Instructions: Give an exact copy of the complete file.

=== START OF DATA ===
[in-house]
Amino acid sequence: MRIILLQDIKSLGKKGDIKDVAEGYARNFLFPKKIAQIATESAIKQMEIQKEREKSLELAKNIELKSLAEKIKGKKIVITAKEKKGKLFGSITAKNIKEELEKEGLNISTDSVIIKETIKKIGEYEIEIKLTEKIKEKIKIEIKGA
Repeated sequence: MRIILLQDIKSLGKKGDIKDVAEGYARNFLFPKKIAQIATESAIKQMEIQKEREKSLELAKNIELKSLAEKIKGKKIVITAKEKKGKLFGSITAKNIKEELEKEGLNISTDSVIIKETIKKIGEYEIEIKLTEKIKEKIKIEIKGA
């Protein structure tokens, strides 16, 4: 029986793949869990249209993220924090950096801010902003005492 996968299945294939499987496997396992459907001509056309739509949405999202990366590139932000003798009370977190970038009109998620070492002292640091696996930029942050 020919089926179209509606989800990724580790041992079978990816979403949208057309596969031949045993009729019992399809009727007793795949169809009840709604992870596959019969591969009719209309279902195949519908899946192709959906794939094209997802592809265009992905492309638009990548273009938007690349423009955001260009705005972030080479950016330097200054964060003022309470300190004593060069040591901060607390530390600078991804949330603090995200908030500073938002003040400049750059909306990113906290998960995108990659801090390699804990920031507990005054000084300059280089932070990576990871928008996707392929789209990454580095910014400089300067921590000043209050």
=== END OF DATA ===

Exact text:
[in-house]
Amino acid sequence: MRIILLQDIKSLGKKGDIKDVAEGYARNFLFPKKIAQIATESAIKQMEIQKEREKSLELAKNIELKSLAEKIKGKKIVITAKEKKGKLFGSITAKNIKEELEKEGLNISTDSVIIKETIKKIGEYEIEIKLTEKIKEKIKIEIKGA
Repeated sequence: MRIILLQDIKSLGKKGDIKDVAEGYARNFLFPKKIAQIATESAIKQMEIQKEREKSLELAKNIELKSLAEKIKGKKIVITAKEKKGKLFGSITAKNIKEELEKEGLNISTDSVIIKETIKKIGEYEIEIKLTEKIKEKIKIEIKGA
């Protein structure tokens, strides 16, 4: 029986793949869990249209993220924090950096801010902003005492 996968299945294939499987496997396992459907001509056309739509949405999202990366590139932000003798009370977190970038009109998620070492002292640091696996930029942050 020919089926179209509606989800990724580790041992079978990816979403949208057309596969031949045993009729019992399809009727007793795949169809009840709604992870596959019969591969009719209309279902195949519908899946192709959906794939094209997802592809265009992905492309638009990548273009938007690349423009955001260009705005972030080479950016330097200054964060003022309470300190004593060069040591901060607390530390600078991804949330603090995200908030500073938002003040400049750059909306990113906290998960995108990659801090390699804990920031507990005054000084300059280089932070990576990871928008996707392929789209990454580095910014400089300067921590000043209050």